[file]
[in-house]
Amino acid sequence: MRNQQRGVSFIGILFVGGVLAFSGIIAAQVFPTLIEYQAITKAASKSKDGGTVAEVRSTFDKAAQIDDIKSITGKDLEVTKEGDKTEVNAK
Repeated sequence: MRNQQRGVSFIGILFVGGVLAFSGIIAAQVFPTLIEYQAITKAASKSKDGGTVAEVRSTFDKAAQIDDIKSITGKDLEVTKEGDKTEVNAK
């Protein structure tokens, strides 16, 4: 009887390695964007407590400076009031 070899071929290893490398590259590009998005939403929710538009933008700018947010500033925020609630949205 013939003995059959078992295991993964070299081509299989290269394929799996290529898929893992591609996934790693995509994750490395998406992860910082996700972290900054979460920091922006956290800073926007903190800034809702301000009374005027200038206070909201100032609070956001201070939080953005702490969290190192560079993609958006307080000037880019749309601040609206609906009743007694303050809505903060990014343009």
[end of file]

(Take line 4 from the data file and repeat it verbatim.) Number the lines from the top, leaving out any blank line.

């Protein structure tokens, strides 16, 4: 009887390695964007407590400076009031 070899071929290893490398590259590009998005939403929710538009933008700018947010500033925020609630949205 013939003995059959078992295991993964070299081509299989290269394929799996290529898929893992591609996934790693995509994750490395998406992860910082996700972290900054979460920091922006956290800073926007903190800034809702301000009374005027200038206070909201100032609070956001201070939080953005702490969290190192560079993609958006307080000037880019749309601040609206609906009743007694303050809505903060990014343009």